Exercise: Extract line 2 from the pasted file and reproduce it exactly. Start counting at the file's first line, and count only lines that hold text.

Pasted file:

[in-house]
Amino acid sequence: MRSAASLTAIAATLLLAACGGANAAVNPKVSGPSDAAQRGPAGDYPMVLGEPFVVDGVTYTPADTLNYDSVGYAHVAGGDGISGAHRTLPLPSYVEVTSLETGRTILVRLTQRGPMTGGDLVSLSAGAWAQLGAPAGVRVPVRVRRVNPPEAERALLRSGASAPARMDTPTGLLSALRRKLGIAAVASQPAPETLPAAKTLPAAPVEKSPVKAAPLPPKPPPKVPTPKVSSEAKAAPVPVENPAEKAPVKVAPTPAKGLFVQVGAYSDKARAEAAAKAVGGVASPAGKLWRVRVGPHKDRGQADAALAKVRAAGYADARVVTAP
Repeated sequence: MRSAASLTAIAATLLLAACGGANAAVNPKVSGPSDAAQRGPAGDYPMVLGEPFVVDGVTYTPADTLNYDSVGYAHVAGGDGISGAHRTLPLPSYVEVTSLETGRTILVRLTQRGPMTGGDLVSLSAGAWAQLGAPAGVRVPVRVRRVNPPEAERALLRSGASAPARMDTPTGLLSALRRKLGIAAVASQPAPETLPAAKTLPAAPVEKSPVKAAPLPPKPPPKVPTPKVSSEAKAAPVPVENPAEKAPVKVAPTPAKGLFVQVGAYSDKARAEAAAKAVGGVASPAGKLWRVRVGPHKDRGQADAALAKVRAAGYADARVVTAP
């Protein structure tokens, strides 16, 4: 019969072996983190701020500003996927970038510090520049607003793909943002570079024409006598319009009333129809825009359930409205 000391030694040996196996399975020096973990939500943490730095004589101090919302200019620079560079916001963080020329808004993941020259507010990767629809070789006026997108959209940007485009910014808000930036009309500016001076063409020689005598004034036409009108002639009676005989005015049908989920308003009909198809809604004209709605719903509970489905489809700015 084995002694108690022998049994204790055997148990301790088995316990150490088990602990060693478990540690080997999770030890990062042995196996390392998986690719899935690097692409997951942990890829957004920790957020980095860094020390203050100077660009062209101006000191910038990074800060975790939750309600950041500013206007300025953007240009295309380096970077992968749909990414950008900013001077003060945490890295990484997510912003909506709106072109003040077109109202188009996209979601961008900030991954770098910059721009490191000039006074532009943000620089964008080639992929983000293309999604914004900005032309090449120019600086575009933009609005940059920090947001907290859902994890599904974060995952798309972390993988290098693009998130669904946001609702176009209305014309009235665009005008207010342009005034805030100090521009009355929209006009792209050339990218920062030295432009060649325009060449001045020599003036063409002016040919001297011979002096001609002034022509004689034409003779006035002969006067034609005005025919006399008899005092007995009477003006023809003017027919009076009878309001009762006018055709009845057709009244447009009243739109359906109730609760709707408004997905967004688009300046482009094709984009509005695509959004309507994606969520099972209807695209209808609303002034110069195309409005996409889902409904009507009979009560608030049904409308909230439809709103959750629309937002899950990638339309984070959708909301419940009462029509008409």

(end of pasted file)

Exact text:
Amino acid sequence: MRSAASLTAIAATLLLAACGGANAAVNPKVSGPSDAAQRGPAGDYPMVLGEPFVVDGVTYTPADTLNYDSVGYAHVAGGDGISGAHRTLPLPSYVEVTSLETGRTILVRLTQRGPMTGGDLVSLSAGAWAQLGAPAGVRVPVRVRRVNPPEAERALLRSGASAPARMDTPTGLLSALRRKLGIAAVASQPAPETLPAAKTLPAAPVEKSPVKAAPLPPKPPPKVPTPKVSSEAKAAPVPVENPAEKAPVKVAPTPAKGLFVQVGAYSDKARAEAAAKAVGGVASPAGKLWRVRVGPHKDRGQADAALAKVRAAGYADARVVTAP